Our panellists - Develop your profile in and outside academia #vitaehangout
Sarah Blackford is the head of Education & Public Affairs at the Society for Experimental Biology, an international academic learned society based in London. Amongst her varied roles, she is an academic careers specialist with particular interest in supporting researchers. Having initially started her career in research at York University, followed by five years in scientific publishing, Sarah switched career paths into careers advisory work in Higher Education (Lancaster and Leeds Universities). For the past 10 years, she has been providing career coaching and guidance to PhD students and postdoctoral researchers, formalizing her experience with a master’s degree in careers education and guidance (Warwick University). Sarah’s work extends to the international level, as she delivers personal career development workshops and one-to-one coaching in universities and during conferences across Europe and in the US. Sarah believes that personal and professional career development are essential for PhD students and early career researchers to equip themselves for a competitive job market, whether they are aiming for a career within or outside of academia. In 2013 she authored her first book entitled ‘Career planning for research bioscientists’ (Wiley Blackwell) and much of her on-going advice, services and resources are published on her blog, www.biosciencecareers.org.
Dr Shelda Debowski is an international higher education consultant and the author of The New Academic: A Strategic Handbook (Open University Press). She was Professor of Higher Education Development at the University of Western Australia for nearly ten years and then Deputy Vice Chancellor at The University of Notre Dame Australia before moving into consulting. Shelda has long been fascinated with academic career management and the development of research and leadership capabilities. She led the development of The Future Research Leaders Program - an Australian collaborative initiative and more recently, Professional Skills for Research Leaders which was sponsored by Epigeum at Imperial College London. Shelda is a Churchill Fellow, and undertook an extensive study program in the UK, US and New Zealand in 2011 to identify strategies to support researchers. She is now writing a new book called Developing Academics, which will be published in 2016 by Routledge. Her current work, which spans a number of countries, includes programs and workshops for academics, researchers and university leaders relating to strategic career management, publishing, collaboration, research project management and building high performing research teams. She also coaches academics, researchers and leaders. More details can be found on her website: Shelda.Debowski.com.au. Shelda is also on LinkdIn and Twitter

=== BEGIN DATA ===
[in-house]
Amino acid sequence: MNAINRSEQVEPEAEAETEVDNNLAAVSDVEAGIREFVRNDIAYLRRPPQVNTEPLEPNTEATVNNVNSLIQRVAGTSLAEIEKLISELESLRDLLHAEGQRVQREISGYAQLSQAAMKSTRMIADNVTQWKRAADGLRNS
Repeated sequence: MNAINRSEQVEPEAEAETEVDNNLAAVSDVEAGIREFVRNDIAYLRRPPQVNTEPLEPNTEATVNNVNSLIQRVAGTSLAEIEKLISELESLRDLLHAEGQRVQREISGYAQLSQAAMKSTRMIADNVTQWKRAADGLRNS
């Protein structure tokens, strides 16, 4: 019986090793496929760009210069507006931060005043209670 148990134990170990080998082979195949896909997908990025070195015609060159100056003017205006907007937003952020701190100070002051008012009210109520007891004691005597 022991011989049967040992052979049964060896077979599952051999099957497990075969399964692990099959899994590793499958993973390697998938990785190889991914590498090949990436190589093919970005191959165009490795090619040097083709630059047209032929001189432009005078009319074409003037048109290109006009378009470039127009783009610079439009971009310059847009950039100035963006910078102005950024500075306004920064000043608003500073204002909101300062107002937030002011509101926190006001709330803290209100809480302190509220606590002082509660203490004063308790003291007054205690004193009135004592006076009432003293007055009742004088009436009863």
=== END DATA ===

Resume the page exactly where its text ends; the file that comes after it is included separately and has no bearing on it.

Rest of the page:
Sam Illingworth is a lecturer in science communication at Manchester Metropolitan University (MMU). He completed his PhD in atmospheric physics in 2010 at the University of Leicester. He then spent 2 years in Japan as a Daiwa-Anglo Japanese Foundation scholar, where he investigated how theatrical technique can be used to develop effective science communication skills. He returned to the UK in 2012, and spent 18 months at the University of Manchester, where as well as measuring methane and other greenhouse gases from airborne platforms, he spent a large amount of time developing outreach activities throughout the Greater Manchester area, before taking up his current post at MMU.
Nicola joined the Institute of Food Research as a research scientist in December 2000, following her postgraduate studies in colloid science. During her time at the Institute she has contributed to publications, research proposals, consultancy, knowledge exchange and public engagement activities. During her time as a research scientist, she became increasingly involved in representing research staff on a number of strategic committees at both the local and National level, leading to her becoming a founding committee member and East of England Representative for the UK Research Staff Association.
During her time at IFR Nicola has instigated and developed a number of activities to engage research staff within IFR on their training and development needs. She developed a particular interest as to how, in addition to their research activities, research staff add value to their research organisations and has presented workshops on recognition and value at both the Vitae Research Staff conference and also the Vitae Researcher Development International conference where this year she gave a talk on the development needs of introverts during one of the plenary sessions.
Nicola recently obtained accreditation as a Project Management Practitioner, and she is shortly due to take up a KEC role within the Institute.